HONG KONG/LONDON–Europe’s main stock markets rallied Tuesday, while the euro retreated against the dollar, as investors reacted to U.S. economic data and debt moves by Greece in resumed trading after Easter. The UK’s benchmark FTSE 100 index jumped 1.25 percent to 6,919.20 points compared with last Thursday’s close. Frankfurt’s DAX 30 won 0.96 percent to 12,082 points and the CAC-40 in Paris gained 1.21 percent to 5,135.3 approaching midday.
��Given the strong finish in U.S. (stock) markets on Monday in reaction to the substandard U.S. unemployment report, it is unsurprising to see European markets play catch-up,�� said Jasper Lawler, analyst at trading group CMC Markets.
Wall Street provided a positive lead Monday as comments from a Federal Reserve official suggested any rate increases would likely be slow, while investors await the release of minutes from the bank’s latest meeting. The U.S. Labor Department said Friday the economy added just 126,000 jobs in March, half of what was expected and the weakest growth since December 2013. While the data indicates a U.S. slowdown, investors were cheered as it means the Fed is unlikely to announce any rate rise until later in the year. ��The reaction in the U.S. dollar to what was a big slowdown in the U.S. employment growth in March has actually been fairly sanguine,�� Lawler said.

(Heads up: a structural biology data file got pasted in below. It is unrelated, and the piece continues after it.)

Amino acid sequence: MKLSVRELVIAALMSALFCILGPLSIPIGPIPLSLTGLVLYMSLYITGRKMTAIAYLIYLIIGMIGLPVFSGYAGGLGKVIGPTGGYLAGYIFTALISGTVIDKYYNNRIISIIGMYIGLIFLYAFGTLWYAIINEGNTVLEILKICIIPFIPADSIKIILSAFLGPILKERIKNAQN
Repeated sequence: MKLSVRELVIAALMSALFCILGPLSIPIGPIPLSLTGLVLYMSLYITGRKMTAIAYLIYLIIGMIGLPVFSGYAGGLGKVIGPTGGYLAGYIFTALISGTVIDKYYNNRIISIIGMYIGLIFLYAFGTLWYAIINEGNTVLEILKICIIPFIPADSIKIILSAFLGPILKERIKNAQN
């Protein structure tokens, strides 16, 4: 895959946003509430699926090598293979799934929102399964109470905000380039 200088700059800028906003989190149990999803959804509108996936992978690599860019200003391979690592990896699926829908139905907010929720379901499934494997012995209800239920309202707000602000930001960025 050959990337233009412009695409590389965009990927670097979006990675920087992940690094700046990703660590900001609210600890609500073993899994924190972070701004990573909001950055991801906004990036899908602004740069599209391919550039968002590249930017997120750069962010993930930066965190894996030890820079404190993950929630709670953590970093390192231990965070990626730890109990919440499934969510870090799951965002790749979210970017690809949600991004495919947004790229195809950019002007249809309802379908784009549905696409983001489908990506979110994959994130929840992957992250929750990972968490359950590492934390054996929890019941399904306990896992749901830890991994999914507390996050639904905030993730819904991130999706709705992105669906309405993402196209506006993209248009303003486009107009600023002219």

Lawler said that if the U.S. dollar returns to a downward spiral, ��equities in Europe may not fare as well without the boon of a weaker euro to help export markets.�� Focus during the latest shortened trading week was also on Greece, which Monday confirmed it will make a 460 million euro (US$505 million) debt payment to the International Monetary Fund as it seeks to allay concerns over the country’s solvency. Athens is betting on this week’s Euro Working Group meetings to give it some relief from its creditors.
Eurozone deputy finance ministers will meet on Wednesday and Thursday in an attempt to reach an agreement on the Greek reforms needed to unlock the last tranche of its bailout package.
��Greece is in traders’ good books for once after the indebted nation stated it would make good on the repayment to the IMF due on Thursday,�� said David Madden, market analyst at dealers IG.